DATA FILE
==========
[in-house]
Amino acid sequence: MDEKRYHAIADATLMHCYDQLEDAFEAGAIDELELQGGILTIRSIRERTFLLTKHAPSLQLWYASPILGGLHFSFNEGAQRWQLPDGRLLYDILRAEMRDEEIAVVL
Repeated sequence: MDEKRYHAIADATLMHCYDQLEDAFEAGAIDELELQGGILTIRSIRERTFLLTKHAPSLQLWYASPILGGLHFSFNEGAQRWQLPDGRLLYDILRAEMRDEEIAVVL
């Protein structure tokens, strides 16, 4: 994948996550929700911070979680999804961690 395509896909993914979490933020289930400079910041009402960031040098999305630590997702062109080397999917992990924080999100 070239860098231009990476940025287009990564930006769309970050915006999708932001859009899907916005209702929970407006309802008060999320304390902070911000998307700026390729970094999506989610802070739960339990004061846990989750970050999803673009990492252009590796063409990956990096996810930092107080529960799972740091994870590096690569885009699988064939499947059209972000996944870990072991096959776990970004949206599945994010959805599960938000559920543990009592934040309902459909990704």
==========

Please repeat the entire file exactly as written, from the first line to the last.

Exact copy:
[in-house]
Amino acid sequence: MDEKRYHAIADATLMHCYDQLEDAFEAGAIDELELQGGILTIRSIRERTFLLTKHAPSLQLWYASPILGGLHFSFNEGAQRWQLPDGRLLYDILRAEMRDEEIAVVL
Repeated sequence: MDEKRYHAIADATLMHCYDQLEDAFEAGAIDELELQGGILTIRSIRERTFLLTKHAPSLQLWYASPILGGLHFSFNEGAQRWQLPDGRLLYDILRAEMRDEEIAVVL
């Protein structure tokens, strides 16, 4: 994948996550929700911070979680999804961690 395509896909993914979490933020289930400079910041009402960031040098999305630590997702062109080397999917992990924080999100 070239860098231009990476940025287009990564930006769309970050915006999708932001859009899907916005209702929970407006309802008060999320304390902070911000998307700026390729970094999506989610802070739960339990004061846990989750970050999803673009990492252009590796063409990956990096996810930092107080529960799972740091994870590096690569885009699988064939499947059209972000996944870990072991096959776990970004949206599945994010959805599960938000559920543990009592934040309902459909990704």